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Alarm Interface Controller Card

The Alarm Interface Controller (AIC-I) card is an optional circuit pack that is installed in shelf Slot 9. The faceplate of the card is marked with a red diamond, corresponding to the symbol marked on the front of the ONS 15454 shelf assembly. This serves as an aid in easily identifying the correct location to install the card. For MSPP sites where the AIC-I is not required, a BLANK/FILLER is required to maintain proper airflow through the system while operating without the front door, and also to allow the system to meet Network Equipment Building Standards (NEBS), electromagnetic interference (EMI) standards, and electrostatic discharge (ESD) standards.

When is the AIC-I card required? The card provides four main capabilities to the network operator:

  • Environmental alarm connection and monitoring
  • Embedded voice-communication channels, known as orderwires
  • A-Side and B-Side power supply input voltage monitoring
  • Access to embedded user data channels

You examine each of these major functions, as well as the associated card faceplate LEDs and cabling connectors, in this section. Figure 6-6 shows the faceplate layout of the AIC-I.

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Figure 6-6 AIC-I Card Faceplate Diagram

An earlier version of the Alarm Interface Controller is called the AIC (no -I). This older version provides a more limited environmental alarm-monitoring capacity and does not provide user data channel access or input voltage monitoring. Although they may be installed in some existing systems, Cisco no longer produces the AIC version.

Similarly to all ONS 15454 common control cards, the AIC-I has a FAIL LED and ACT LED on the upper part of the card faceplate, just below the top latch. The FAIL LED is red and indicates that the card's processor is not ready for operation. This LED is normally illuminated during a card reset, and it flashes during the card boot-up process. If the FAIL LED continues to be illuminated, this is an indication that the card hardware has experienced a failure and should be replaced. The ACT (Active) LED is green and illuminates to indicate that the card is in an operational state. Unlike the XC cards and TCC cards, the ACT LED does not have a standby (STBY) state because there is no secondary or back-up card to protect the active AIC-I card. If the card fails, the system can continue to operate normally, with the exception of the functionality provided by the AIC-I.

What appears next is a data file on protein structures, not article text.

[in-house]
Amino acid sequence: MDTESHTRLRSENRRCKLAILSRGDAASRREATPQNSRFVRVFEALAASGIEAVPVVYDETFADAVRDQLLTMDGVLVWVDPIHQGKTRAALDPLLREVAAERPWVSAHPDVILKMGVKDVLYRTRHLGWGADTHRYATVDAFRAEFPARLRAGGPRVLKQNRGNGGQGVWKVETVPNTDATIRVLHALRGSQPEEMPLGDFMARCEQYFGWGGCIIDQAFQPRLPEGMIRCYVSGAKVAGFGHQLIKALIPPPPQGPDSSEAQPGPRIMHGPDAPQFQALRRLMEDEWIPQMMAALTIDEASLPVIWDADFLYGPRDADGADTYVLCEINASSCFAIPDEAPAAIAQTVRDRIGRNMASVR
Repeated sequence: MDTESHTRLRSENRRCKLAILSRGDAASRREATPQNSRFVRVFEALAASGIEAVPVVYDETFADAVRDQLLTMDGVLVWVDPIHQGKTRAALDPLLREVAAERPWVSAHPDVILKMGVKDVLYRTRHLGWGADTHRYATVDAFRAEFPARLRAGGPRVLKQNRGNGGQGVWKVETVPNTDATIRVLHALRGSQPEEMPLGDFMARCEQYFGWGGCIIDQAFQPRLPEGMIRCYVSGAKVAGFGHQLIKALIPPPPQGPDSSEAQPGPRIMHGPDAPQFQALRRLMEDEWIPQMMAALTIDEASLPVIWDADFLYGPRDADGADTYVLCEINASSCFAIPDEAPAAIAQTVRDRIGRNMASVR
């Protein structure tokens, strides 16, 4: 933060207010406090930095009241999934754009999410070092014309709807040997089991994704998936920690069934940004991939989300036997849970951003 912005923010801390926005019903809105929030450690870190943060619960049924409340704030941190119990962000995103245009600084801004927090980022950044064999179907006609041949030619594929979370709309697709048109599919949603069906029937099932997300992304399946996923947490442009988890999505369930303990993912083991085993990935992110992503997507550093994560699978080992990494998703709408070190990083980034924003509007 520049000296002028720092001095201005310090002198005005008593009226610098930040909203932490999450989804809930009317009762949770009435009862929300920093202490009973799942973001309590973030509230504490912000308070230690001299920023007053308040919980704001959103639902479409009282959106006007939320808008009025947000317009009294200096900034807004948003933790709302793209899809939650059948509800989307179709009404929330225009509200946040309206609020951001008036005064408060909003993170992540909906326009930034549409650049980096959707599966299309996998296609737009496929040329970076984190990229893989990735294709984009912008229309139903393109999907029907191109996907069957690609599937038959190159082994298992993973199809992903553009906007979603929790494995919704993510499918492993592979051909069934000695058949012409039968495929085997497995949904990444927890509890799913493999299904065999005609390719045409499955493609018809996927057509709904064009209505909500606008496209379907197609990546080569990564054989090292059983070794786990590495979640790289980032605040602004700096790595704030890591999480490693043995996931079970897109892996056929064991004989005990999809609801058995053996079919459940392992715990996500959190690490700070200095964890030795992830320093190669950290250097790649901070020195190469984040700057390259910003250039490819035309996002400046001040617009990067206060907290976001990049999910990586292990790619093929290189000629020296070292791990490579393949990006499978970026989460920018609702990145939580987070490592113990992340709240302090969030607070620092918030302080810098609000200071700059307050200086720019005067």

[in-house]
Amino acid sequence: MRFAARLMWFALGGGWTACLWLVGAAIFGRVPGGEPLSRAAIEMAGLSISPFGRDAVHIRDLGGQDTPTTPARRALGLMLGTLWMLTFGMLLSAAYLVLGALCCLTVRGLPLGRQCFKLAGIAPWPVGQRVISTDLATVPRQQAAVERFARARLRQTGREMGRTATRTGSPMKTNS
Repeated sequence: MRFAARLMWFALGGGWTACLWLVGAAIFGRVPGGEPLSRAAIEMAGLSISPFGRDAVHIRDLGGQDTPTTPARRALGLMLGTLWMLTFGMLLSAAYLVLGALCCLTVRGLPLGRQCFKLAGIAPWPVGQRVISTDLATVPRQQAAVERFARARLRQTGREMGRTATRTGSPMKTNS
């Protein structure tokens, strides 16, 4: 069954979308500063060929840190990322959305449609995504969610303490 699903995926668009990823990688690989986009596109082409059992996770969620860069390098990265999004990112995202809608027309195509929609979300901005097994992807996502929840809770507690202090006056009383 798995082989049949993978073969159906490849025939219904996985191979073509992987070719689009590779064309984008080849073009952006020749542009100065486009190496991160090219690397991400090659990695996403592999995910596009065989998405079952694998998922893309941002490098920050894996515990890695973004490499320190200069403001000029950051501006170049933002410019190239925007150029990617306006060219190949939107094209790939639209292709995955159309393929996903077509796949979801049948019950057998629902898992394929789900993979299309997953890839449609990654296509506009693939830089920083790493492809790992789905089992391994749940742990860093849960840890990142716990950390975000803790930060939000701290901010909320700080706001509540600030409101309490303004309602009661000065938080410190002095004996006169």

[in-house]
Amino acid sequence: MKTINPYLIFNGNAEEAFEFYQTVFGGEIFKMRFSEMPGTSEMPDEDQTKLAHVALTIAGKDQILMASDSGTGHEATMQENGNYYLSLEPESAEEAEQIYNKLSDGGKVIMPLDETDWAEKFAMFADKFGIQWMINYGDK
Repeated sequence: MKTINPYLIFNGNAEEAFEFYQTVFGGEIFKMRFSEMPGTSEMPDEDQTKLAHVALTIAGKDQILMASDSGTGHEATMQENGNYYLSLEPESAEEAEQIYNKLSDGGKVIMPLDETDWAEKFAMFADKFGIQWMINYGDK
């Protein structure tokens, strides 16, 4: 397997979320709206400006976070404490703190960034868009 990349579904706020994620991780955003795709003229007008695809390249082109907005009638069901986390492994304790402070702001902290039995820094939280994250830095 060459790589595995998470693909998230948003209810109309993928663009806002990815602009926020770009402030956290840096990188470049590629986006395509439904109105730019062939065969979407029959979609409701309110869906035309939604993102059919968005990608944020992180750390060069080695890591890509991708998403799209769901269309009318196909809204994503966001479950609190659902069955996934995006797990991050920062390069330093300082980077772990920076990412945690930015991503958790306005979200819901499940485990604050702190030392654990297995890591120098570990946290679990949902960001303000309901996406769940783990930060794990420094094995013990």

Environmental Alarms

Environmental alarms are associated with events that affect the operation of the system and are specific to the surrounding environment and external support systems at an MSPP node location. These alarms are usually provisioned and monitored at locations other than those staffed and maintained by a carrier (for example, a central office). This can include an end-user customer's telecom equipment room or an outside plant location, such as a controlled-environment vault (CEV) or concrete hut. Some examples of these alarms include power system performance degradation or failure, hazardous condition alarms (for example, smoke, heat, rising water, and so on), and intrusion alarms (for example, unauthorized entry into a secured area). The ONS 15454 can use the alarm-monitoring capability of the AIC-I to report alarms via the SONET overhead back to the network operations center for trouble resolution or dispatch of maintenance personnel. Figure 6-7 shows an example of this application. A pair of LEDs, labeled as INPUT and OUTPUT, are included on the card faceplate, and illuminate when any input alarm or output control are active.

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Figure 6-7 Environmental Alarms Reported Using AIC-I Card Interfaces

CTC enables the user to provision several parameters related to the operation of the environmental alarms, including an assigned severity (Critical, Major, Minor, or Not Reported), an alphanumeric alarm description, and the capability to set the alarm to be raised upon detection of an "open" or "closed" condition across the alarm contacts. The AIC-I card provides 12 alarm input connections and 4 additional connections that are provisionable as either inputs or outputs. An output is used to control operation of an external device, such as an alarm-indication lamp or a water pump. The backplane of the ONS 15454 chassis has 16 wire-wrap pin pairs for connection to the external equipment to be monitored or controlled. Figure 6-8 shows these connections.